then you are clear of infringment.

    But I agree that this is pretty obvious and not novel.

    --

    Rick "rickman" Collins


    Ignore the reply address. To email me use the above address with the XY
    removed.

    Arius - A Signal Processing Solutions Company
    Specializing in DSP and FPGA design URL http://www.arius.com
    4 King Ave 301-682-7772 Voice
    Frederick, MD 21701-3110 301-682-7666 FAX
     
    rickman, Jun 3, 2004
    #10
  11. Vadim Borshchev

    Eric Smith Guest

    Digital watches in the mid 1970s used a long button press to enter
    time set mode.

    Some Casio watches in the early 1980s used a long press to reset the
    stopwatch.
     
    Eric Smith, Jun 4, 2004
    #11
  12. Vadim Borshchev

    Jeff Fox Guest

    Silly like a freight train bearing down on you.
     
    Jeff Fox, Jun 4, 2004
    #12
  13. Vadim Borshchev

    Paul Burke Guest

    They are like all other patents. If you have boatloads of cash to pay
    lawyers, they are very useful indeed, even if they are vapid or even
    non- existent. If you haven't got the cash, you probably can't even
    afford to check if it's worth defending yourself.

    Incidentally, if I come up with something to save the world, like a new
    source of power (say a quantum fluctuation reactor), I get 25 years of
    patent protection. If I write a novel (something as great, say, as Harry
    Potter), my heirs and assignees can cash in on royalties for 70 years
    after I'm dead, and even after that it can be extended if the copyright
    belongs to Walt Disney. Dunno why.

    Paul Burke
     
    Paul Burke, Jun 4, 2004
    #13
  14. More to the point, software patents, at least the way they are issued
    and used these days, especially in the U.S. of A., are the business
    world's perfect equivalent of anti-personnel mines:

    * they're cheap and easily deployed

    * they serve no useful purpose against big, hardened targets, which are the
    real enemy in the war they're used in

    * their only real effect is to harm unarmed civilians, and that effect
    tends to significantly outlast the original conflict they were
    deployed in

    The downfall probably began the day the US government decided that the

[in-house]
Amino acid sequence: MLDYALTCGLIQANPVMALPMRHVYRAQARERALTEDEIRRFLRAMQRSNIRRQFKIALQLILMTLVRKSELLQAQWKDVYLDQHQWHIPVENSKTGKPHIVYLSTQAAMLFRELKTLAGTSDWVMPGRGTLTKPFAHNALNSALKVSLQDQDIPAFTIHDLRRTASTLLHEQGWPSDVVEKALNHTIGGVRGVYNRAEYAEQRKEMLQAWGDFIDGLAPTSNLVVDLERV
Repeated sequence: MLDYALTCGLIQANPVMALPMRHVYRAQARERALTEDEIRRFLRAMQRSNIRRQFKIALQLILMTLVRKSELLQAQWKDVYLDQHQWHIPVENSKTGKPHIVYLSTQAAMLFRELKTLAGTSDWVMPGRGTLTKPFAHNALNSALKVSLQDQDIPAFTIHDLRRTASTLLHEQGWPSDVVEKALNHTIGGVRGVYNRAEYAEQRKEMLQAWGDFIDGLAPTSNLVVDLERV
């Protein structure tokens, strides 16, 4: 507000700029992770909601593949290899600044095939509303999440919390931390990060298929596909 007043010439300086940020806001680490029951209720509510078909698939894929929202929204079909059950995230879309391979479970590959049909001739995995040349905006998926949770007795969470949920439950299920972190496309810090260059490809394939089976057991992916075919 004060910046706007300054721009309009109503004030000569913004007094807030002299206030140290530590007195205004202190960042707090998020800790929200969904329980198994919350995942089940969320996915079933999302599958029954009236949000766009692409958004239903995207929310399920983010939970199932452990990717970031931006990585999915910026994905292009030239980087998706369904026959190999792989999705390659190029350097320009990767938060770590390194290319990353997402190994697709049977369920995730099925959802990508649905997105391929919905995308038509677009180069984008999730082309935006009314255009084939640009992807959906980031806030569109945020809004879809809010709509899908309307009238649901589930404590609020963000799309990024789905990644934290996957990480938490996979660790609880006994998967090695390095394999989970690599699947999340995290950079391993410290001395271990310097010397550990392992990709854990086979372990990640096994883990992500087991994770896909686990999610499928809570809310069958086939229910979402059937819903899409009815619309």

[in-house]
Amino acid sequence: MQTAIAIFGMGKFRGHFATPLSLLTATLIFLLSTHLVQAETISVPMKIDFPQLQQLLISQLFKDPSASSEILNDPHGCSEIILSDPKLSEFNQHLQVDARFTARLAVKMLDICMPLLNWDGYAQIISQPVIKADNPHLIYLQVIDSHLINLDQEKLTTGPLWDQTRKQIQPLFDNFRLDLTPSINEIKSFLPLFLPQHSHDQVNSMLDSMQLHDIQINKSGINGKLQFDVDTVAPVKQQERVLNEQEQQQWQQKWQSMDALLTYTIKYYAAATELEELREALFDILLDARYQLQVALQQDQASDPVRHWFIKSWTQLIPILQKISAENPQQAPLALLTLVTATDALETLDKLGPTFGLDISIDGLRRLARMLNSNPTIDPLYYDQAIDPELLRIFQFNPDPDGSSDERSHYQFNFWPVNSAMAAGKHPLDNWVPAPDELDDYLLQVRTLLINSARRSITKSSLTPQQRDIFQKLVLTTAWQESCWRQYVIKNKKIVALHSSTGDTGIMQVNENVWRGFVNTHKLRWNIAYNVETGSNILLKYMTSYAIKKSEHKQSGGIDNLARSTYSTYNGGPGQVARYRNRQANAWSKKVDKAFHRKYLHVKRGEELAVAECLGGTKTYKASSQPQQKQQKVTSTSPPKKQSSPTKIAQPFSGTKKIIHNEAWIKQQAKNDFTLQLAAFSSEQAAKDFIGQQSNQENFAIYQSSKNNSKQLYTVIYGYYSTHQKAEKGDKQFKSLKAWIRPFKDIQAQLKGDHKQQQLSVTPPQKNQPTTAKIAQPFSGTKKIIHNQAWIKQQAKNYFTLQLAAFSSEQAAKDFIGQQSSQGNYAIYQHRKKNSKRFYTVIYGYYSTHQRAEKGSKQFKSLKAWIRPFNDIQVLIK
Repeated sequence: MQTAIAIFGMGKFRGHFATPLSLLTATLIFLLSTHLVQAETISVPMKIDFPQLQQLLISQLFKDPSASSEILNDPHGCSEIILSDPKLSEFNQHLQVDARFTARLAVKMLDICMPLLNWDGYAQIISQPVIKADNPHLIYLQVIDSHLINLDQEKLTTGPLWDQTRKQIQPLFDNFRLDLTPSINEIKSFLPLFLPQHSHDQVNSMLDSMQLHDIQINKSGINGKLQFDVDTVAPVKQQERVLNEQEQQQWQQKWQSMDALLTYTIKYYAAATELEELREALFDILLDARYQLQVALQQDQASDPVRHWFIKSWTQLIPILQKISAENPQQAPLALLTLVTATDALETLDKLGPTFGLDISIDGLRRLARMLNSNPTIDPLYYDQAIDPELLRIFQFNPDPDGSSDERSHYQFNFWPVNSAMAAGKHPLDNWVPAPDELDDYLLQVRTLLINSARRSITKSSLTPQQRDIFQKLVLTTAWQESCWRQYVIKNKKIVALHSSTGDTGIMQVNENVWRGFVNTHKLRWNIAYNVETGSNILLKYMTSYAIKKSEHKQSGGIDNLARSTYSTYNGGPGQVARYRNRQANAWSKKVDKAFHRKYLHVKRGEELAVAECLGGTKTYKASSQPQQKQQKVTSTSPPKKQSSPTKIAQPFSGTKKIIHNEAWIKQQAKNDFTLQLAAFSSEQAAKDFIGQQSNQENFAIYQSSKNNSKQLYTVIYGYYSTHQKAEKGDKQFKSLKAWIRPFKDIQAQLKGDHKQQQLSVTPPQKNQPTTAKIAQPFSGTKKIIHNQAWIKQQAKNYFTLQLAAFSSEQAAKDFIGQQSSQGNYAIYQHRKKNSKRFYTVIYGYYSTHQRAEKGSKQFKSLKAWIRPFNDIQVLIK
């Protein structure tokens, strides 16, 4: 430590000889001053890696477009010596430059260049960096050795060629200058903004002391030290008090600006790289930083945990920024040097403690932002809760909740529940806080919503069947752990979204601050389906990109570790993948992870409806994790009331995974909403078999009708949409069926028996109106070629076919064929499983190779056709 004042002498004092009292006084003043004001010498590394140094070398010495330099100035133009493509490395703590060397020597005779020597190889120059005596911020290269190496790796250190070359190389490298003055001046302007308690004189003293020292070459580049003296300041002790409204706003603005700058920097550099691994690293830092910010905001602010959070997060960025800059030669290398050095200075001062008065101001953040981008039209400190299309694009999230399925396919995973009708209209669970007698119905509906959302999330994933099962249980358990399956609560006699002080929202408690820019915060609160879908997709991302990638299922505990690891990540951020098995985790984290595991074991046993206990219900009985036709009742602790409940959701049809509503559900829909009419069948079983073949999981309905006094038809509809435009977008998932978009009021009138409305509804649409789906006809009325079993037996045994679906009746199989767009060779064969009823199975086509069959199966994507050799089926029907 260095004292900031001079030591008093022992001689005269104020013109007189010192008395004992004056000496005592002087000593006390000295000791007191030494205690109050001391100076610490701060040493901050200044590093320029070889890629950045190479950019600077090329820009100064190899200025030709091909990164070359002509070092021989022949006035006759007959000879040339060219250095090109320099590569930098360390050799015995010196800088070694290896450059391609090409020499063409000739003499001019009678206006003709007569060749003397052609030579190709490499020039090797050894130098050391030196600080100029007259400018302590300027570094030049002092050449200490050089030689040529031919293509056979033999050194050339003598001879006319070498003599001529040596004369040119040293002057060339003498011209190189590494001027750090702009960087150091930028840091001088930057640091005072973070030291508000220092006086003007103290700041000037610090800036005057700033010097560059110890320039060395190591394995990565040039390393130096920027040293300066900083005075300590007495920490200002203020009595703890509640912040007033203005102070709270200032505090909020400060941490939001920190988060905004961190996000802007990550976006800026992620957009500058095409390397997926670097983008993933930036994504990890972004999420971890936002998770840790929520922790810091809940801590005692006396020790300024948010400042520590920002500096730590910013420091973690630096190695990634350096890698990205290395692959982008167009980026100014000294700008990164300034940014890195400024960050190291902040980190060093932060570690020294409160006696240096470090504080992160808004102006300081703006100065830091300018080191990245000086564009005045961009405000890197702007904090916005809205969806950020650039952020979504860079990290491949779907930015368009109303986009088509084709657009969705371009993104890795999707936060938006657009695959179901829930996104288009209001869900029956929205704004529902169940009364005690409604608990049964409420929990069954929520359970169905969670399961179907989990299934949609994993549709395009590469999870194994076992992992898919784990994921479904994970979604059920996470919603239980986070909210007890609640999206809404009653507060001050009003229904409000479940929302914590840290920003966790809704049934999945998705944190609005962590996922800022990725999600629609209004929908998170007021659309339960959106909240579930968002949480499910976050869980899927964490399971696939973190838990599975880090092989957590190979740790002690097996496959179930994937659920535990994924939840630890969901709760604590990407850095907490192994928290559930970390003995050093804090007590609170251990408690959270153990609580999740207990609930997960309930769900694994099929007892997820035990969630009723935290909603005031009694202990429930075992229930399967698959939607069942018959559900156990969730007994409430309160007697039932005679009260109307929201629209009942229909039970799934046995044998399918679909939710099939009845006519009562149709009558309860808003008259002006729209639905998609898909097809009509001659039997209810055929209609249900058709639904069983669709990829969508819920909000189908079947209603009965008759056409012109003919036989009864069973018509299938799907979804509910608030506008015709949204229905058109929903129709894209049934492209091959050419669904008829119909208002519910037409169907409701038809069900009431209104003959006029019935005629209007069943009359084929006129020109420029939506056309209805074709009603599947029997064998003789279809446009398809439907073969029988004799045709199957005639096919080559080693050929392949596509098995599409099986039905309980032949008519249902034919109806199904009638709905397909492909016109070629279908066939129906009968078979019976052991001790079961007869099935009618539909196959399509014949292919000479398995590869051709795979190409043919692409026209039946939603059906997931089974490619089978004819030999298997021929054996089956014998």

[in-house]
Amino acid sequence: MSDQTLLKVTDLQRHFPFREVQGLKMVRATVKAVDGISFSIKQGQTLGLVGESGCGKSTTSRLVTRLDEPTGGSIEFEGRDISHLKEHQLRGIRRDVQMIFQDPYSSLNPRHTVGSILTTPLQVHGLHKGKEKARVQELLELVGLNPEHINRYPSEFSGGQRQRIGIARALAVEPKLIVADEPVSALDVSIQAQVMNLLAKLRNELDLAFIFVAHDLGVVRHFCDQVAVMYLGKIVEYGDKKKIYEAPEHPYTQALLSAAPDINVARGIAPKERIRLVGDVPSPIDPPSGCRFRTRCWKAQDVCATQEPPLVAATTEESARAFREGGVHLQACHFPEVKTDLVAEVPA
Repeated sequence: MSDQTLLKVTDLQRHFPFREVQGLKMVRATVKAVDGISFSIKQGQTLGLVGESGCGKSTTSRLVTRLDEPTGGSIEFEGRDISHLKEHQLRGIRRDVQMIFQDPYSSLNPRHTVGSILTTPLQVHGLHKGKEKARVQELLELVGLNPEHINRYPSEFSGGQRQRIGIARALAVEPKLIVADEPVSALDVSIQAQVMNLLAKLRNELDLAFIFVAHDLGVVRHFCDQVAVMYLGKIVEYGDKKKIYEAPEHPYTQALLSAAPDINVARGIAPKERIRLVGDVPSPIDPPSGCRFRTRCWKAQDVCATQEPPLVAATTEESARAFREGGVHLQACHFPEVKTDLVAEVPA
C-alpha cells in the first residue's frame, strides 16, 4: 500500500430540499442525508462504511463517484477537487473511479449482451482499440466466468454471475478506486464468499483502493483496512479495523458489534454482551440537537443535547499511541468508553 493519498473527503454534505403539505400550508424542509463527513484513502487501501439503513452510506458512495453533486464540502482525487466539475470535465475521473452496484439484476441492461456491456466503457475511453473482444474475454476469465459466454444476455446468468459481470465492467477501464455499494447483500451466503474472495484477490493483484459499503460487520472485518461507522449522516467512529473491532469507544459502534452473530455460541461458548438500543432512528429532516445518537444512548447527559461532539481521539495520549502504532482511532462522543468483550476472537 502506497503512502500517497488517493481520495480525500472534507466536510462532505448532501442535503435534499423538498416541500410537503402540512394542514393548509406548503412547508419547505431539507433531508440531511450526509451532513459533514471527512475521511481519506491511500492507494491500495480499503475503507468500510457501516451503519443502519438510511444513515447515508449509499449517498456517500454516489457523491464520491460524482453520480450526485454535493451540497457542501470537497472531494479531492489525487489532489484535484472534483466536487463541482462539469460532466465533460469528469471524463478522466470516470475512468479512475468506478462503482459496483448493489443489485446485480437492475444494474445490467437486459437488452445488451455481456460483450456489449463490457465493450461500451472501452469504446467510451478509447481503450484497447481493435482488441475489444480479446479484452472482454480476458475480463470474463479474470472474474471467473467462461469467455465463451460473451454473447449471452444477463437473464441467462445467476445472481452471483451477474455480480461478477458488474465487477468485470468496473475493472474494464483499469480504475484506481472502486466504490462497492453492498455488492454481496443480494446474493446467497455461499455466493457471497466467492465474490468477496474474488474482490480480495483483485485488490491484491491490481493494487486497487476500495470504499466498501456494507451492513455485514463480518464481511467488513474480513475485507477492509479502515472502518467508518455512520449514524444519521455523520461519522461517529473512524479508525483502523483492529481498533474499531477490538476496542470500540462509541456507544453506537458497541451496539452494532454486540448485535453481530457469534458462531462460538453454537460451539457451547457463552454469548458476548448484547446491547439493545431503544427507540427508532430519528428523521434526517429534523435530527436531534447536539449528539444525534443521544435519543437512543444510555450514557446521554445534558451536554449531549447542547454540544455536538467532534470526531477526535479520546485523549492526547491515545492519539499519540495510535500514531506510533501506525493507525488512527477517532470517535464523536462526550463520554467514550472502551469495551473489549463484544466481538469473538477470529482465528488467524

primary goal of the USPTO should be to generate profits, rather than
    to carefully execute a function of the federal government. My strong
    impression these days is that it's virtually impossible to come up
    with a patent application that the PTO will decline. That is, unless
    it's about one of the things declared heretic by the government
    (perpetuum mobile, cold fusion, the likes).

    Summing it up, software patents these days are worse than useless.
    They're a menace to society, and especially so to the small companies
    or individual inventors they were supposedly created to protect.
     
    Hans-Bernhard Broeker, Jun 4, 2004
    #14
  15. Vadim Borshchev

    John Eaton Guest

    : The downfall probably began the day the US government decided that the
    : primary goal of the USPTO should be to generate profits, rather than
    : to carefully execute a function of the federal government. My strong
    : impression these days is that it's virtually impossible to come up
    : with a patent application that the PTO will decline. That is, unless
    : it's about one of the things declared heretic by the government
    : (perpetuum mobile, cold fusion, the likes).


    USPTO issues patent's about 95% of the time compared to 65% in Japan.
    Some watchdog group did a prior art search on a random sample and suggested
    that 50% of all US patents should not have been issued.

    John Eaton
     
    John Eaton, Jun 4, 2004
    #15
  16. You should also ask how many perpetual motion machines have been
    issued a patent by that patent office :).

    Paul
     
    Paul Keinanen, Jun 4, 2004
    #16
  17. Vadim Borshchev

    Jeff Fox Guest

    I can appreciate the logic behind hardware patents. But software
    patents are something completely different. I think it is nuts to
    issue patents for techniques like exclusive-oring data with
    display memory. I don't see it as much different than patenting
    the bit, or addition, or using Boolean logic, or storing data
    or programs in memory.

    Best Wishes
     
    Jeff Fox, Jun 4, 2004
    #17
  18. Vadim Borshchev

    Jeff Fox Guest

    Yes. All the companies and individuals that have been squashed
    that I don't dismiss them as just silly.
     
    Jeff Fox, Jun 4, 2004
    #18
  19. Vadim Borshchev

    Jim McGinnis Guest

    Funny, and very true!
     
    Jim McGinnis, Jun 4, 2004
    #19
  20. Vadim Borshchev

    Rick Merrill Guest

    Rick Merrill, Jun 4, 2004
    #20